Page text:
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than I can well remember." Ogilby's translation of Homer was one of the first large poems he read, and, in after life, he spoke of the rapture it afforded him. “I was then about eight years old. This led me to Sandys's Ovid, which I liked extremely, and so I did a translation of part of Statius by some very bad hand. When I was about twelve I wrote a kind of play, which I got to be acted by my schoolfellows. It was a number of speeches from the Iliad tacked together with verses of my own.” Ruffhead says, the part of Ajax was performed by the master's gardener, who certainly would look the character, however the poetry might suffer, better than his juvenile associates. Mr. Deane was a careless, remiss teacher; and what with studying plays and making verses, and attending the theatre in company with the older boys, Pope made so little progress, that on leaving school he was only able, he says, to construe a little of Tully's Offices. He was better acquainted with Dryden than with Cicero, and his boyish admiration and curiosity led him to obtain a sight of the living poet. “I saw Mr. Dryden when I was about twelve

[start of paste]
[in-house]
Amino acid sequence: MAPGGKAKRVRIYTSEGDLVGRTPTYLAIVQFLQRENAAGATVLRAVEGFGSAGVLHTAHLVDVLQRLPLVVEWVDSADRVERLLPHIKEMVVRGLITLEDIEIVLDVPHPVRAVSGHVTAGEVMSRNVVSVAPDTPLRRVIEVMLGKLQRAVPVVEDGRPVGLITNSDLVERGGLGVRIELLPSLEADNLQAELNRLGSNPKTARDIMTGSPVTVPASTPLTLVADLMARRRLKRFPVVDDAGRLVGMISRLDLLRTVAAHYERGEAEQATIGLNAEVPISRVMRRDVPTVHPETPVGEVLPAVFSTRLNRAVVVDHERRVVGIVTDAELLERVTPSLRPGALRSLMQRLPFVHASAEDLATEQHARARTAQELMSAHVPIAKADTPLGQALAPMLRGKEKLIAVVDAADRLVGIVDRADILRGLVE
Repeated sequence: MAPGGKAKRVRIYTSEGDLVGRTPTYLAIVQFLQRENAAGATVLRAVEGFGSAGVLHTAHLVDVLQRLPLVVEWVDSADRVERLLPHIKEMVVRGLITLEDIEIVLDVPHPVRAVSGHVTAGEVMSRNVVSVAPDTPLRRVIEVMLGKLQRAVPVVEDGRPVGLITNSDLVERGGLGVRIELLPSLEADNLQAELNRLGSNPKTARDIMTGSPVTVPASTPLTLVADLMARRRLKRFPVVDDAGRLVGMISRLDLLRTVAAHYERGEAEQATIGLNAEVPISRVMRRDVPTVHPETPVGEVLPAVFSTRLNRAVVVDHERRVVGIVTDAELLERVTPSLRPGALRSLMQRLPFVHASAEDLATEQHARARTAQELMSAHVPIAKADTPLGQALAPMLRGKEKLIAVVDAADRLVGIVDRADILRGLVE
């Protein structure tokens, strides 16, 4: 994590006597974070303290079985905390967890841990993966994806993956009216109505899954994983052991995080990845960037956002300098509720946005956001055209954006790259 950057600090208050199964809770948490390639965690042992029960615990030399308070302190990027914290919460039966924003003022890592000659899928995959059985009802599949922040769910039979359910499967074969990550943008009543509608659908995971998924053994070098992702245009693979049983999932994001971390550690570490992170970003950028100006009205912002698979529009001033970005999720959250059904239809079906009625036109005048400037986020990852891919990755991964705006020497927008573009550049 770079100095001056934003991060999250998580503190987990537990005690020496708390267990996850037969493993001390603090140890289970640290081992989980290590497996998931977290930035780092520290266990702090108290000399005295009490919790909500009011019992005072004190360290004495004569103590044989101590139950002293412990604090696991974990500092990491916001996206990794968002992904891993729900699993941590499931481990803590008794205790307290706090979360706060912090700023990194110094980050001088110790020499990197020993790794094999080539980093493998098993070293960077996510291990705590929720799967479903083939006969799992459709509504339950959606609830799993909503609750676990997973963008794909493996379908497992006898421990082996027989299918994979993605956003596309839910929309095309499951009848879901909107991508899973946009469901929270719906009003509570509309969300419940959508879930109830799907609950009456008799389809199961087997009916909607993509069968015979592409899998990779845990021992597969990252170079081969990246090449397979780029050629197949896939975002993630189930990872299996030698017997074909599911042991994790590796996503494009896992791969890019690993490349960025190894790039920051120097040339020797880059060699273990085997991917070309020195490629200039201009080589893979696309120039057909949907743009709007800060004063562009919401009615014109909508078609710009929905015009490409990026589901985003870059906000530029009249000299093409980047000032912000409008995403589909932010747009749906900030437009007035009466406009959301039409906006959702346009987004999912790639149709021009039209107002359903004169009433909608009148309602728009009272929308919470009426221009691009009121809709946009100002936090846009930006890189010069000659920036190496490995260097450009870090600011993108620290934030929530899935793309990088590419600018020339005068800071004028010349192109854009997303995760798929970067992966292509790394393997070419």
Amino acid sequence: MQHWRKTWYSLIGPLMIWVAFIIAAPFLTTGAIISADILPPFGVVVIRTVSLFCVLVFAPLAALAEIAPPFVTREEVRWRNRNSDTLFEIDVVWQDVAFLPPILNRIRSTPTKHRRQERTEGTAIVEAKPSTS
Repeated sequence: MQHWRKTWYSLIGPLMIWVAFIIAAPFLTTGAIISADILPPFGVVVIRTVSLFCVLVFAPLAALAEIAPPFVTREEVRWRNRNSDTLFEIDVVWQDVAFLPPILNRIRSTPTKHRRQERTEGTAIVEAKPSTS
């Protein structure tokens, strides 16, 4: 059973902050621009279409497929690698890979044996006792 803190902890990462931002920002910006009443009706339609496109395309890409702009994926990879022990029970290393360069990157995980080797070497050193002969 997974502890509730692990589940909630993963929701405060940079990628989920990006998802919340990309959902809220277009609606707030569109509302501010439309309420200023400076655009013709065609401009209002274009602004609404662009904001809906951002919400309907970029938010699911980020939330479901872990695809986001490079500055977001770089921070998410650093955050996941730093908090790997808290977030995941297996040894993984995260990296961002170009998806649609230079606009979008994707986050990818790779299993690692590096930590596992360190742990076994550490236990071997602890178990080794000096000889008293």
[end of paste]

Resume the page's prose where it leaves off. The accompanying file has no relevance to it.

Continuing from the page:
years of age. [This must have been in the last year of Dryden's life.] I remember his face well, for I looked upon him even then with veneration, and observed him very particularly.” He barely saw him, as he said to Wycherley-Virgilium tantum vidi; but he remembered that he was plump, of a fresh colour, with a down look, and was not very conversible.

To learning bred, he knew not what to say.

But in his highest mood of inspiration, sitting out the summer night in tremulous excitement, his

locks waving in the early dawn, Dryden was a different sort of person. Dr. Johnson finely remarks, “who does not wish that Dryden could have known the value of the homage that was paid him, and foreseen the greatness of his young admirer ?” Yet, considering the perils and uncertainties of a literary life; its precarious rewards, feverish anxieties, mortifications and disappointments—joined to the tyranny